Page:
‘The Angel’ cometh to Netflix

This story, which has never been told in so much detail before, would be unbelievable if it weren’t true.

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September 15, 2018 22:08
3 minute read.
‘The Angel’ cometh to Netflix

ARIEL VROMEN’S ‘The Angel.’. (photo credit: GUILLIANO BECKOR)

 
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The long-awaited Netflix movie, Ariel Vromen’s The Angel, which starts streaming on September 14, tells the gripping story of Ashraf Marwan (Marwan Kenzari), an Egyptian who became a spy for Israel and who gave the Israeli authorities information which alerted them to the outbreak of the Yom Kippur War ahead of time.

This story, which has never been told in so much detail before, would be unbelievable if it weren’t true. The movie obviously conflates some events and embellishes others, but it sticks to its fascinating spy tale. I can’t vouch for the accuracy of every detail, but the basic outline of the story is not in doubt.

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Marwan was the son-in-law of former Egyptian president Abdel Nasser (Waleed Zuaiter, who gives a surprisingly low key performance as this larger than life historical figure) and first approached the Israelis with intelligence information when he was a student in London.

Nasser didn’t respect Marwan, particularly after the young man spoke out about the need for peace with Israel at a dinner party filled with VIPs. Marwan loved his wife, Mona (Israeli actress Maisa Abd Elhadi, who did such a memorable tango in Maha Haj’s Personal Affairs), but he felt belittled by her father.

Uninspired by his university studies, Marwan got into the high life in 1970s London, and drank and gambled at clubs, and ran into debt. He made an initial approach to the Israelis so he could pay a gambling debt.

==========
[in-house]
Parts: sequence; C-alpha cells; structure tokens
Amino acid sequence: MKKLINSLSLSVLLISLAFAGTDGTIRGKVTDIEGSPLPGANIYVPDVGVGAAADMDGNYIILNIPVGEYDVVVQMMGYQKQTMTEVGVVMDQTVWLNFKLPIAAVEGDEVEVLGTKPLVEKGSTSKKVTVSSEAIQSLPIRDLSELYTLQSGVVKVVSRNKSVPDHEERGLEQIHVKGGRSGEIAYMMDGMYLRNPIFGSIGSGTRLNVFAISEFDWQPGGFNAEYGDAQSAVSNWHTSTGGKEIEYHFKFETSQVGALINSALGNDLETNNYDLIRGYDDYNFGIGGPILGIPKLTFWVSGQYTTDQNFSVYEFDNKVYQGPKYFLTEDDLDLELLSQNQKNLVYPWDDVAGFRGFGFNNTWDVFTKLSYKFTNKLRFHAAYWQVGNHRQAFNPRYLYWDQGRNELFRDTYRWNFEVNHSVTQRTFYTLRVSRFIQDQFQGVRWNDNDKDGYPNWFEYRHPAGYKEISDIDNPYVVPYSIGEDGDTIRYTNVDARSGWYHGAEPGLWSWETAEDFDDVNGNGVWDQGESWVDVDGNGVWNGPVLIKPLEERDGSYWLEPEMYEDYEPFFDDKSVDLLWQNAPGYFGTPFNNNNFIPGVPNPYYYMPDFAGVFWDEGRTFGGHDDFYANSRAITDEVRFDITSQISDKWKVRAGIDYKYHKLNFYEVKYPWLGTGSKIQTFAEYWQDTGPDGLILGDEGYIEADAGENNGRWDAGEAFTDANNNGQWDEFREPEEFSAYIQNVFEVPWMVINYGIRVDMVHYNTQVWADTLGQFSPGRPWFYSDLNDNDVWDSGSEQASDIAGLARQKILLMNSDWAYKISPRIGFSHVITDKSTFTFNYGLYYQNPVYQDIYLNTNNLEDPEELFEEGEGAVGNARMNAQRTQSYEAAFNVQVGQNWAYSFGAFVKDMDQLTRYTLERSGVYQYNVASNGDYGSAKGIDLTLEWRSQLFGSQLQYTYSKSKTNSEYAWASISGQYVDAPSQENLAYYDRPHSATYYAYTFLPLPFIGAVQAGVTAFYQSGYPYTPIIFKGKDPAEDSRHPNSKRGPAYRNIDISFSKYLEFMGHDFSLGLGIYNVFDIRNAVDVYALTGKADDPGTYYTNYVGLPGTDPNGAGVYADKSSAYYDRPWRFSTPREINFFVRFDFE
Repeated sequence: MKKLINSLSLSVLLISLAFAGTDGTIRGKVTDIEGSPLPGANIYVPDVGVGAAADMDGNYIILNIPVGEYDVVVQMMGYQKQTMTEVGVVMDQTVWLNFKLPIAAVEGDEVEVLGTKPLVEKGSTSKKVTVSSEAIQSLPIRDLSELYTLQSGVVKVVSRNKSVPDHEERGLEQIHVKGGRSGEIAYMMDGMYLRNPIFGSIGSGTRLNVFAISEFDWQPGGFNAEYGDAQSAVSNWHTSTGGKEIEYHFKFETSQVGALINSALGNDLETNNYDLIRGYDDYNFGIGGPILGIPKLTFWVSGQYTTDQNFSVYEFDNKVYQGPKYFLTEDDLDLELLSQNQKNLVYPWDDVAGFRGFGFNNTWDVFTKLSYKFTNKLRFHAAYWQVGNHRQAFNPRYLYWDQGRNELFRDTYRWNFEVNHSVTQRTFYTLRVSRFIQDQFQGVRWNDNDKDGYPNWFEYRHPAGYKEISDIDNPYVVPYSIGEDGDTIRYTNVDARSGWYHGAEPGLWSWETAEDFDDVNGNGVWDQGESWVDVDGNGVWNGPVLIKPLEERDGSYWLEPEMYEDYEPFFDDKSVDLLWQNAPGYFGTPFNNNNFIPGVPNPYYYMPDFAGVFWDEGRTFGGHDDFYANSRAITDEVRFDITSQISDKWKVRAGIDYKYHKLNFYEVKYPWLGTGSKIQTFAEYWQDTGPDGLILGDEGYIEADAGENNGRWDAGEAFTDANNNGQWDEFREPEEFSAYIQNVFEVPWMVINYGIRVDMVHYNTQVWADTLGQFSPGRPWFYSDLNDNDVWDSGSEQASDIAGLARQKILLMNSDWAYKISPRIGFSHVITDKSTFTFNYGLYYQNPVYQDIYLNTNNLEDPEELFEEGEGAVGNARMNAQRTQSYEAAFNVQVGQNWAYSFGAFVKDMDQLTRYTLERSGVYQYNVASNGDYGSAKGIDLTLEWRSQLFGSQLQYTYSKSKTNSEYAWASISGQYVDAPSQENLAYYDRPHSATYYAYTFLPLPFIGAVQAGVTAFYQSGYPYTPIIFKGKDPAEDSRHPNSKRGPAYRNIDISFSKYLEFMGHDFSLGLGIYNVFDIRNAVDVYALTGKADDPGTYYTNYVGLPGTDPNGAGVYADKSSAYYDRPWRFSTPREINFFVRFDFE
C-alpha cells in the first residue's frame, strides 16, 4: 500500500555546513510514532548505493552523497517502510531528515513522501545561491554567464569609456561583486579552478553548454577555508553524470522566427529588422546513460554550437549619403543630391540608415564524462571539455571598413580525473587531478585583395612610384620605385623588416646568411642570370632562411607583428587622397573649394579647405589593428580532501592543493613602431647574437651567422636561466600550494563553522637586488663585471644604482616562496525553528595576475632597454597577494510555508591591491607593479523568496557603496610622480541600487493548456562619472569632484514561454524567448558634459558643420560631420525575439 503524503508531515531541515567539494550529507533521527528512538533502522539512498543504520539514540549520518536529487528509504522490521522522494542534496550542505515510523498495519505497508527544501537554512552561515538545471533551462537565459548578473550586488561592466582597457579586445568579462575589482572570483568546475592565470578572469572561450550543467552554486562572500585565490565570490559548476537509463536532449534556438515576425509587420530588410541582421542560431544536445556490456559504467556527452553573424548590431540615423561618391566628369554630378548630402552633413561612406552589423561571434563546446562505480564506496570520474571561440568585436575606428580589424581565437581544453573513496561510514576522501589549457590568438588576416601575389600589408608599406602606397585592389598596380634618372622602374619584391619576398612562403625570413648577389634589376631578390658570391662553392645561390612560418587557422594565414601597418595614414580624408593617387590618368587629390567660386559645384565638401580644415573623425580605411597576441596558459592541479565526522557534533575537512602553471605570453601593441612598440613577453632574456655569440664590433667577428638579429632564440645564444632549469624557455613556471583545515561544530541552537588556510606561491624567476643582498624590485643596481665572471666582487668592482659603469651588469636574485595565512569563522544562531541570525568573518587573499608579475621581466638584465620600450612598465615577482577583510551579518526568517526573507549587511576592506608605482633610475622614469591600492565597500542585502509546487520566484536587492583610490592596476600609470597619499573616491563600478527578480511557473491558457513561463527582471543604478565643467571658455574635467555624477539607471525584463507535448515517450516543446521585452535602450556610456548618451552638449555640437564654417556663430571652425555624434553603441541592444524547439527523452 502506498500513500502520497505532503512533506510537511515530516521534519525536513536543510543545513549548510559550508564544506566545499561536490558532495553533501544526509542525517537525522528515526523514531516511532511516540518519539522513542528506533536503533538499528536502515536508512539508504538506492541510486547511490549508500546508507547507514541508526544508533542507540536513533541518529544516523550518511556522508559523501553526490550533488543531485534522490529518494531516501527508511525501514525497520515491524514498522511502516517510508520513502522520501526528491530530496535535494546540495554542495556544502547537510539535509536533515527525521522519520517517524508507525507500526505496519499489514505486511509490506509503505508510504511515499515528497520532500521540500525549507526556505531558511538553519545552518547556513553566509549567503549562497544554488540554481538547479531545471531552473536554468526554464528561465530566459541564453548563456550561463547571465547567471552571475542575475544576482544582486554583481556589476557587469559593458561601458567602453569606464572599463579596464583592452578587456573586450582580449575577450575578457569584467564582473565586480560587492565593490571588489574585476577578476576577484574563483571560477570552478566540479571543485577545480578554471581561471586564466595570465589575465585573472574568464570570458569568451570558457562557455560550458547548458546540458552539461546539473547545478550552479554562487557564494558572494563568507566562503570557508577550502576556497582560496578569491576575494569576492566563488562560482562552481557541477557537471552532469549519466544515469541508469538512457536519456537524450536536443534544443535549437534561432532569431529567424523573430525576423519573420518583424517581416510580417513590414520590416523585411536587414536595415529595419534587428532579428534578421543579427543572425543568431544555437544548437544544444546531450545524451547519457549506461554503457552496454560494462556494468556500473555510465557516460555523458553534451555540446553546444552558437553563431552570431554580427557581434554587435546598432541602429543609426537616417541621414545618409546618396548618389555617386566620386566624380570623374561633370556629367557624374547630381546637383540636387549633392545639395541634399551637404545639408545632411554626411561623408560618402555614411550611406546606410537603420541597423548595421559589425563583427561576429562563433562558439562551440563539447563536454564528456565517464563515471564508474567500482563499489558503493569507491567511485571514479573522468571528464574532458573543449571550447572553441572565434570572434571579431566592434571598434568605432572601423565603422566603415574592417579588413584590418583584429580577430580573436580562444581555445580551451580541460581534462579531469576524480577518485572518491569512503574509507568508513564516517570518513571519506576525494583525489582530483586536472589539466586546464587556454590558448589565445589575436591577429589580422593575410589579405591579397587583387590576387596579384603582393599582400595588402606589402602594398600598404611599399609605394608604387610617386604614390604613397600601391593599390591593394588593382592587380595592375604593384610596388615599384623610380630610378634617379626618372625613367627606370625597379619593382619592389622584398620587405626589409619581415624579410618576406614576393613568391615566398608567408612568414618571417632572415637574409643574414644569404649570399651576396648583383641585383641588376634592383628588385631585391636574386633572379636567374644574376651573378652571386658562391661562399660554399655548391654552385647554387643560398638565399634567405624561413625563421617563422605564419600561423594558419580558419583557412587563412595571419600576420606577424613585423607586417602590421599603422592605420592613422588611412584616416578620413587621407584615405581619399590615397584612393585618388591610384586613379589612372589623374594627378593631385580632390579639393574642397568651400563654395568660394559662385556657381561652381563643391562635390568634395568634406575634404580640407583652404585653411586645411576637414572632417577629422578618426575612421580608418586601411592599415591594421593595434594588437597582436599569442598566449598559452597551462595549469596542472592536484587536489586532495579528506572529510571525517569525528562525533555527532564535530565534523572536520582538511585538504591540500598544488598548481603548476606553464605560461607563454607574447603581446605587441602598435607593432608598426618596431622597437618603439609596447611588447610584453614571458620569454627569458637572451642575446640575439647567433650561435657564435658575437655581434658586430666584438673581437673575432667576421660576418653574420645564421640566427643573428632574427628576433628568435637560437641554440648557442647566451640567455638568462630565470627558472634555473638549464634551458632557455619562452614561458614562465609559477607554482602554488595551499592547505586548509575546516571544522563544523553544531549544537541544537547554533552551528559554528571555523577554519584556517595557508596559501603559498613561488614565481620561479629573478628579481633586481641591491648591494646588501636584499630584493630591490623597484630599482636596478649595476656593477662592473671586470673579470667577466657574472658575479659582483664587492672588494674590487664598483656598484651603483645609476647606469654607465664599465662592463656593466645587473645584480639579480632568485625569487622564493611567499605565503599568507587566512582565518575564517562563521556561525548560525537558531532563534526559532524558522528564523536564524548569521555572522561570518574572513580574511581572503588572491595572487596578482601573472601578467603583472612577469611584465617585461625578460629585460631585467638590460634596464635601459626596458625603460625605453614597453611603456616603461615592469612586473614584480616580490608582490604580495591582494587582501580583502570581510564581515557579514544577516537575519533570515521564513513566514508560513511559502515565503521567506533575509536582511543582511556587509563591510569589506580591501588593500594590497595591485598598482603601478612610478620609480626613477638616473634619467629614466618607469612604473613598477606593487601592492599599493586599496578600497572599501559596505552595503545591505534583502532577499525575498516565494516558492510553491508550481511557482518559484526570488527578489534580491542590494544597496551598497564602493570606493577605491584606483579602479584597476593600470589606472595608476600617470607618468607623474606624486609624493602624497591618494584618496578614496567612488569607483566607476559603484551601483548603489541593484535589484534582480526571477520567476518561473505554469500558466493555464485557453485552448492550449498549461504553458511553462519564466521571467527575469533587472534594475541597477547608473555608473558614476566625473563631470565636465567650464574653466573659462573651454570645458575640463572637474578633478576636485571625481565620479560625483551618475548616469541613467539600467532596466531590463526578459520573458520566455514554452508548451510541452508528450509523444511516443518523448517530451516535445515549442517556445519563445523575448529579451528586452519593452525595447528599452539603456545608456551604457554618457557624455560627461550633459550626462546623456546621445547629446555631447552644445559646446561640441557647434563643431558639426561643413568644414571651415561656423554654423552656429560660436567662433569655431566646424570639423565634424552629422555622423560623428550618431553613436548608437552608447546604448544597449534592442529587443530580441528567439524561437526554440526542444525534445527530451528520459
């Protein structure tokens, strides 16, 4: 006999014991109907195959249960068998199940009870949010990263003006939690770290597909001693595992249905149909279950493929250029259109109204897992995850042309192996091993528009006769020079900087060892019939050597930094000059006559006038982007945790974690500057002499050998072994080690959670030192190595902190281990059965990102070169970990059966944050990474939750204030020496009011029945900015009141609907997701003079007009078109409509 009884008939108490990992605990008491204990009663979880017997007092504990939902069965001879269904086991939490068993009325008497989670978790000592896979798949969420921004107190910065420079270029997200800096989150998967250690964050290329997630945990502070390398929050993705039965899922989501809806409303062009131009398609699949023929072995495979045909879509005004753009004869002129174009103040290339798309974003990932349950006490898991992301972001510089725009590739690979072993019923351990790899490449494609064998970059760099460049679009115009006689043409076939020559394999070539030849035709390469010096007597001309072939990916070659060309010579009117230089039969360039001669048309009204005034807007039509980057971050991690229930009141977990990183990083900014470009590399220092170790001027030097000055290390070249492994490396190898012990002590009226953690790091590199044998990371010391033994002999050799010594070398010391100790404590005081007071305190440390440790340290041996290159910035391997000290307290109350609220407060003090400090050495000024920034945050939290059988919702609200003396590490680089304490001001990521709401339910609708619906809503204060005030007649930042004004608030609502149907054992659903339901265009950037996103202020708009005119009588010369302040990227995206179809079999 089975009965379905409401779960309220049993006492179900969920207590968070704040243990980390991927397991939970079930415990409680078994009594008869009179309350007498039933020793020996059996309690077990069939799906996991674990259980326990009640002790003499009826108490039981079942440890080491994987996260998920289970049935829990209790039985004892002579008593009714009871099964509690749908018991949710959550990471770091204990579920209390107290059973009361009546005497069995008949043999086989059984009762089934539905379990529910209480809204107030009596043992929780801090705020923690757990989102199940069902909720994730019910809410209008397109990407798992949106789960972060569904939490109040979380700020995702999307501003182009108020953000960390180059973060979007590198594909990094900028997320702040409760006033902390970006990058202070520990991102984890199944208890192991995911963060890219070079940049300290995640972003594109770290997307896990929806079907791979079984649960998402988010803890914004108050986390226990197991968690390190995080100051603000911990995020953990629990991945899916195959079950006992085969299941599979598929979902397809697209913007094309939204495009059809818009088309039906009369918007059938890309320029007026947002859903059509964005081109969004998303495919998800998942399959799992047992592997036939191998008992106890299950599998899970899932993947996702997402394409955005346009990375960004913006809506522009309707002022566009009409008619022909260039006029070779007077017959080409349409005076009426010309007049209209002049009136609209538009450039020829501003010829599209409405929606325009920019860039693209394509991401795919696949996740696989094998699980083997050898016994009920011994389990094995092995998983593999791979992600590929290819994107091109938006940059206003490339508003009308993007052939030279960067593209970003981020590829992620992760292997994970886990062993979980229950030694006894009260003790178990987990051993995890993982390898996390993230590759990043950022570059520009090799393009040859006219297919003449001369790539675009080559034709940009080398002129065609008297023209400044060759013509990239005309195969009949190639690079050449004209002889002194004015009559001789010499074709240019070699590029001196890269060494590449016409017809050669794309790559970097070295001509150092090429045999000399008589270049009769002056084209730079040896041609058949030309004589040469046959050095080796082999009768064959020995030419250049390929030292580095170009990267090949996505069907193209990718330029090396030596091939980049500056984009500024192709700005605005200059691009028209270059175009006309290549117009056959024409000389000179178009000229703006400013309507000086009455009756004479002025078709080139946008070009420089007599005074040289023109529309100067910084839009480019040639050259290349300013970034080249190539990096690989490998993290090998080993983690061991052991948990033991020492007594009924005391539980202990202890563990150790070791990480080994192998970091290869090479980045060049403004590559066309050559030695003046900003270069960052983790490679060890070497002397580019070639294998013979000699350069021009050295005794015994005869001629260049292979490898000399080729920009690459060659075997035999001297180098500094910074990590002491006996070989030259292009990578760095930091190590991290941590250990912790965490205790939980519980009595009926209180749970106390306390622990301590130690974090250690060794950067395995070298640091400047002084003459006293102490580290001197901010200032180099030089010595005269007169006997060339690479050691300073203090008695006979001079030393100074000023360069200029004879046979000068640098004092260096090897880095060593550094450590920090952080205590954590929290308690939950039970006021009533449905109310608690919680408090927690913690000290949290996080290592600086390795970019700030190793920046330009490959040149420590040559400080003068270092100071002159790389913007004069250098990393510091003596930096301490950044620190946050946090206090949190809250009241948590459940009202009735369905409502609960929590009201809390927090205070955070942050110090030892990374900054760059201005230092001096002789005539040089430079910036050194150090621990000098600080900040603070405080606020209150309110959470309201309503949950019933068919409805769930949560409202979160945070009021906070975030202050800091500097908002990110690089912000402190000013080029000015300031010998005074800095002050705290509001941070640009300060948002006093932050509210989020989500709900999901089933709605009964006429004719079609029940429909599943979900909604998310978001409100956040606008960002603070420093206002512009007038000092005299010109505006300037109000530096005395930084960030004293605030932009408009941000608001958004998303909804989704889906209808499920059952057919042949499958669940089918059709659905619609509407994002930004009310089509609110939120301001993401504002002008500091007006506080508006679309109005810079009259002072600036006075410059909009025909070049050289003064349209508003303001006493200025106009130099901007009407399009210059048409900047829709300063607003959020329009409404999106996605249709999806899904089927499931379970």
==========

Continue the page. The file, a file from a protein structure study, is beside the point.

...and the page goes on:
They ignored him at first, but the impulse to trade information didn’t leave him.

When Nasser died, he instantly hunted down important files he knew he could barter with the Israelis, and which would help him in the intrigues that surrounded the new president, Anwar Sadat (Sasson Gabai).

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Sadat appreciated Marwan’s abilities and gave him a post of some responsibility in his administration. Marwan managed to parlay his new job into a continuing relationship with the Israelis, during which, according to the movie, he continually tried to push Sadat further toward peace.

Some of the plot details are well known to anyone reading this – yes, war did break out on October 6, 1973, and no, Marwan was not bluffing – but some of them will come as a surprise. Marwan was involved with many Egyptian government initiatives in that era, including one that required a visit to Libyan leader Muammar Gaddafi (Tsahi Halevi) before he became so flamboyant.

Kenzari, a Dutch actor, gives an outstanding performance in the lead role, successfully embodying the contradictions that drive many spies: need for money, a desire to feel important, resentment at those who hold power over his life and even some actual idealism, a belief that peace is an important goal.

The movie, which was directed by the Israel-born Vromen, who has worked in the US for many years, is the perfect Netflix mix of actors of different nationalities, all of whom speak in their native languages – except for the Israelis, who speak an odd mixture of English and Hebrew, even when they are alone. This is just how the Israelis spoke in 7 Days in Entebbe, so it must be part of some new, inexplicable linguistic movie trend.

There are dozens of Israelis among the cast. It was fun to see Gabai as Sadat. Gabai is currently starring in the Broadway version of the role he originated in the movie, The Band’s Visit, and will appear next month as a psychologist in Avi Nesher’s new film, The Other Story. He is quite credible as Sadat, a figure we’ve seen interviewed a great deal, and he gives a performance rather than an imitation. Halevi, who starred as a Shin Bet officer in Bethlehem and on Fauda, makes Gaddafi more attractive than I would ever have believed possible.

The movie takes place mostly in government offices, but there are some scenes set in the swinging London nightlife, which add a bit of fun.

David Arata does a good job of adapting Uri Bar-Joseph’s novel, and of blending the personal and espionage storylines.

All in all, it’s an entertaining look at a little-known story from recent history.

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